Tuesday, November 26, 2013

The Last Glimpse of Autumn

   My favorite season is slowly coming to a close.  There is still another month of fall, but in my part of the country everything is fading to dull grey and brown, the leaves are all gone, and winter berries are showing their bright faces as the only bit of color left among the growing things.   

   The rose hips are shrinking into faded orange. 
 I harvested many of them for tea but couldn't use all of them.  


I call these the "Helstone roses" since they bloom small and bright peachy yellow... just like the ones from the Hale's in North and South. :)


On an extremely random note, have you ever had rose hip tea?  If you haven't I would advise you to get your hands on some dried rose hips (not that that's very easy) and make yourself some right now.  It's perfect for cheering up the sullen soul. (A case I come down with frequently in the cold months.)

Rose Hip Tea

Steep 2 tsp dried rose hips and 1 tsp black tea into 1 cup of boiling water.  
Add a bit of raw honey to taste.

I like to add the black tea to give it some body.


Therese was born for the winter months I think.  
She spends more time outside this time of year than inside.


We have already had several sprinklings of snow, but only once did it pile up.  I am willing to deal with the cold so long as there is snow to brighten things up.



This little rose is still hanging onto the bush out back at the edge of the woods. :)


How is the weather where you are?  Have you been dumped with snow?  Are there leaves still on the trees?  Do share, I love hearing from friends around the country.  And beyond. :)

Sunday, November 17, 2013

A Civil War Christmas Tea

This afternoon I had the amazing opportunity to be a part of an elegant afternoon tea at the Patterson Homestead, a living history home and grounds built in 1816 with reenactors representing the 1860s.  I have been starting to volunteer at a few more living history sites in Ohio to add to my experience so I can maybe.... possibly.... hopefully..... one day get an actual full time job as an historical interpreter.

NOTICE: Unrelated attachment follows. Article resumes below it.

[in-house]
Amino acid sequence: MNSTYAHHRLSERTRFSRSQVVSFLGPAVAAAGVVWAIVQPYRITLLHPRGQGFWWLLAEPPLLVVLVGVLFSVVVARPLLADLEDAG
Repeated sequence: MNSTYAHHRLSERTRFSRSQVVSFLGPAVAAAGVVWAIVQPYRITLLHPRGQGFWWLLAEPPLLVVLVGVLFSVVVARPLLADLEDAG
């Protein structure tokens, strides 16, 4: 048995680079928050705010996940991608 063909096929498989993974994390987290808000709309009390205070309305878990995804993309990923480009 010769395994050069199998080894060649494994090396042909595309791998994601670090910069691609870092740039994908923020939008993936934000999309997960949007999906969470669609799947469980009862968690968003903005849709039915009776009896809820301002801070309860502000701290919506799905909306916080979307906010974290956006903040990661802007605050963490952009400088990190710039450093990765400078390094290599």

You see, only just recently did I discover that you can do this as a job.  Most reenactors are just hobbyists, but many take that interest to entire new level and become what is called an "historical interpreter", or one who "interprets" life during a certain period while in costume at a living history site.  I think I've finally found my dream job, people.  I have talked to many interpreters recently and learned what type of experience and history studies are required for a job like this.  I'm excited because this is something I could take with me my whole life.  This is what I want to do!  It just took me this long to finally figure it out. :)

Anyway, enough about that, let me show you what I was up to today!

The Patterson Homestead was absolutely gorgeous.  I loved the architecture, the small rooms, beautiful woodwork, rough windows.... and it was all decorated for a perfect Victorian Christmas.



A cheerful wintry wreath greets visitors at the back kitchen door.


Antique lace curtains graced the kitchen windows.




I wore a green and blue calico day dress with an ivory sash and crinoline underneath.  I think the Civil War era is my favorite time period for fashion.  I still have my old hoop skirt in my closet that I haven't worn for years.  I've been doing all this 1880s stuff and forgot how fun it was to walk around like a floating bell shape. :)